Today we celebrate the very heart of the Christian Gospel.
Today we get the good news that is
the foundation of all the good news there is.
Our reading for this morning, our entire service this morning
all boils down to this:
The Lord is risen indeed, alleluia, alleluia!!
But what does that mean?
The idea of a dead person coming back to life is amazing enough.
But Christ’s resurrection is a LOT bigger
than just coming back to life.
At no point in any of the Gospels is the resurrection itself described.
I mean the very moment when Christ crossed the line
from death back into life, eternal life never to die again.
Silence on the moment itself is as it should be.
Resurrection is a mystery too deep for words.
But what is described is dramatic enough.
It was dawn.
Roman soldiers are there, watching the tomb.
The two Marys show up.
And then things get interesting.
There’s a great earthquake.
An angel appears,
who looks like lightning, with clothes as white as snow.
The angel easily rolls away the enormous stone
blocking the entrance to Jesus’ tomb.
And then—I love this detail—the angel sits on the stone and waits.
Try to picture that in your heads.
Think about how you might react.
The first reaction Matthew describes is the soldiers’.
A few days before that first Easter morning,
the Roman Empire had killed Jesus.
Just to be on the safe side,
the Roman governor had stationed guards at Jesus’ tomb
to make sure that Jesus stayed dead
and that everyone knew Jesus had stayed dead.
It was supposed to be Rome’s decisive victory
over Christ and his movement.
But it didn’t work.
These soldiers, representing the most powerful empire on earth,
shook with fear and became like dead men
as soon as they saw the angel,
who was, remember, just Christ’s messenger,
the one charged with announcing the resurrection.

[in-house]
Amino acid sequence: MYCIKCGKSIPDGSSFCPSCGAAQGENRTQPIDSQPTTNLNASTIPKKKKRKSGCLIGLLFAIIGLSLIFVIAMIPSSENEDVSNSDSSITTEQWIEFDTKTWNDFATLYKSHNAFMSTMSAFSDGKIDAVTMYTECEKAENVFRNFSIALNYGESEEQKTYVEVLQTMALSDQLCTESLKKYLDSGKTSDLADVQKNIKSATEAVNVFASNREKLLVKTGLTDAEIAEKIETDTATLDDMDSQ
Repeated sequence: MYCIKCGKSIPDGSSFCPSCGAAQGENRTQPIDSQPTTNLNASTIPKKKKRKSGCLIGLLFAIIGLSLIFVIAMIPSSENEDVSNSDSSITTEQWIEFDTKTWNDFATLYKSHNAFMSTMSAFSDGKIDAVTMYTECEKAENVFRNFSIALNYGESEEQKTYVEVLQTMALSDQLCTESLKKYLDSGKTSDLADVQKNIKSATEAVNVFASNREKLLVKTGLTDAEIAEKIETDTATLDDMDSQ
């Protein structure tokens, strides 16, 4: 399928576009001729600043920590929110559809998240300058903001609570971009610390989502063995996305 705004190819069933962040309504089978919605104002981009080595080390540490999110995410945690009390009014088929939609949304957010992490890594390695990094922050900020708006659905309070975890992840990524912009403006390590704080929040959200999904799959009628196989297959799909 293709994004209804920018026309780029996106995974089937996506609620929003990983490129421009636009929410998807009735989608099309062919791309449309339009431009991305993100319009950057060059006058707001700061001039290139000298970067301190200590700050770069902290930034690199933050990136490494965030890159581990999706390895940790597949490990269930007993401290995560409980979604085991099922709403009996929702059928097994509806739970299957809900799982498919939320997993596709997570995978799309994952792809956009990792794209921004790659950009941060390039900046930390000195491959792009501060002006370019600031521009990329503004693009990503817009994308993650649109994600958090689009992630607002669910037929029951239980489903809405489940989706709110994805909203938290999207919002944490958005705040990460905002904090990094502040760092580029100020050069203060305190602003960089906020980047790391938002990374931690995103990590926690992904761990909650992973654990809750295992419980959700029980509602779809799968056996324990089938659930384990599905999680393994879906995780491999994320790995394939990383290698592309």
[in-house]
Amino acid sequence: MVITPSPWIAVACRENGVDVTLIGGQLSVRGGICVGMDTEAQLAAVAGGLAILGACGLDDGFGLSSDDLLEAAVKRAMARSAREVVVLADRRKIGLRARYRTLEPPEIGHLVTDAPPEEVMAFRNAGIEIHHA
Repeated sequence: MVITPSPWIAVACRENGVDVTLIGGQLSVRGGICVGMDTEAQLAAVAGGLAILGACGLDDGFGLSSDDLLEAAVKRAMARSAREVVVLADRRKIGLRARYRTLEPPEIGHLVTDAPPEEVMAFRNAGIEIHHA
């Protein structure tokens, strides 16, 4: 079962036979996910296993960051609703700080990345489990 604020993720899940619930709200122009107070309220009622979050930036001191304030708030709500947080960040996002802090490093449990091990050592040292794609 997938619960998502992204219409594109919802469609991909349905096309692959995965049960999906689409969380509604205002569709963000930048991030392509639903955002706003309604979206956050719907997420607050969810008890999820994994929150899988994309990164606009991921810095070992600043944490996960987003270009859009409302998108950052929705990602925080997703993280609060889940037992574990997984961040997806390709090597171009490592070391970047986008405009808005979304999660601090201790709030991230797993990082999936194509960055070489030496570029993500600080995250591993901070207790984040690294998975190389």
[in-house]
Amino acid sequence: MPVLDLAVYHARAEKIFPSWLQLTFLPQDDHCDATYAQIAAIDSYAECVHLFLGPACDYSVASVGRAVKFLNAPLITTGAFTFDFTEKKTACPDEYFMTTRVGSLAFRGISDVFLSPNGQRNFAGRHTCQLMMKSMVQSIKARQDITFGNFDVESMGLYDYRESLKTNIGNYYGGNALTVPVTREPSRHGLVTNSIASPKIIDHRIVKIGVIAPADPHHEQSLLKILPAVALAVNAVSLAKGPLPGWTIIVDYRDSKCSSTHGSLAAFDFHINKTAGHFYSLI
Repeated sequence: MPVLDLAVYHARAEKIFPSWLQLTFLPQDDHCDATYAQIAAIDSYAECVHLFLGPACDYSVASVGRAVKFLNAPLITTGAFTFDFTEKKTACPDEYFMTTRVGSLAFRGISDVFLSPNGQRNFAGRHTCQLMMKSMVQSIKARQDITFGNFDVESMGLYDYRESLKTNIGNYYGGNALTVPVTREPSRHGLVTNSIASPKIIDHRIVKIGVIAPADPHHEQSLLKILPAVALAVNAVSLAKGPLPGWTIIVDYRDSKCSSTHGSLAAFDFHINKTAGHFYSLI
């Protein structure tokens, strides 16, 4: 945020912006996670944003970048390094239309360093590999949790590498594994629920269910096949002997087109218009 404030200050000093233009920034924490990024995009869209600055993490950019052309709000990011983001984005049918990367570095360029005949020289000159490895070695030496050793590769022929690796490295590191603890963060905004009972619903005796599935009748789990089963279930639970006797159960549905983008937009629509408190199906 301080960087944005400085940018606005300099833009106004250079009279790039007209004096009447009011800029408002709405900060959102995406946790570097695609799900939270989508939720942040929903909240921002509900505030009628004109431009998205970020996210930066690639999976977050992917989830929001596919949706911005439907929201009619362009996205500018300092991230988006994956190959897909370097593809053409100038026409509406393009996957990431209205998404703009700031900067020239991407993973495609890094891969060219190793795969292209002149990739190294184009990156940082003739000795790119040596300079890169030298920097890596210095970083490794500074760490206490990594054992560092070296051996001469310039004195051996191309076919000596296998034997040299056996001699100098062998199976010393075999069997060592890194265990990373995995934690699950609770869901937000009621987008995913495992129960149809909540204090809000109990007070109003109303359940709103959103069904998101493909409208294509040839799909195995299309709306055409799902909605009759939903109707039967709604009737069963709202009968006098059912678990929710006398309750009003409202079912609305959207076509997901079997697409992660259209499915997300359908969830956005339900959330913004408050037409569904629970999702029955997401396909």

It’s a good thing the soldiers passed out when they did.
They would have literally died of fright
when Jesus himself showed up.
The two Marys were almost as shocked as the soldiers.
They had come to Christ’s tomb to grieve their dead friend,
and, if possible, to care for his dead body.
Instead of a quiet morning of mourning,
they got an earthquake and an angel.
But the Marys were braver than the Roman soldiers.
The Marys were scared.
We can tell that from how the angel greets them.
But the women didn’t shake with terror,
and they didn’t pass out.
The women were able to stand and hear the amazing message
the angel had come to deliver.
But something, or rather someone, considerably greater than the angel is here.
Jesus appears to the two Marys,
Jesus, their old friend and travelling companion.
But when they see Jesus alive again,
the two Marys don’t give him a hug.
No. A hug might have been appropriate
if Jesus had come back exactly the same as he was before his crucifixion.
But he didn’t.
It was still Jesus.
But more, too.
This was their risen Lord.
who could stand before an angel so terrifying
that Roman soldiers fainted at the very sight,
they fell at Jesus’ feet and worshipped him.
Here was power and glory beyond any earthquake or angel.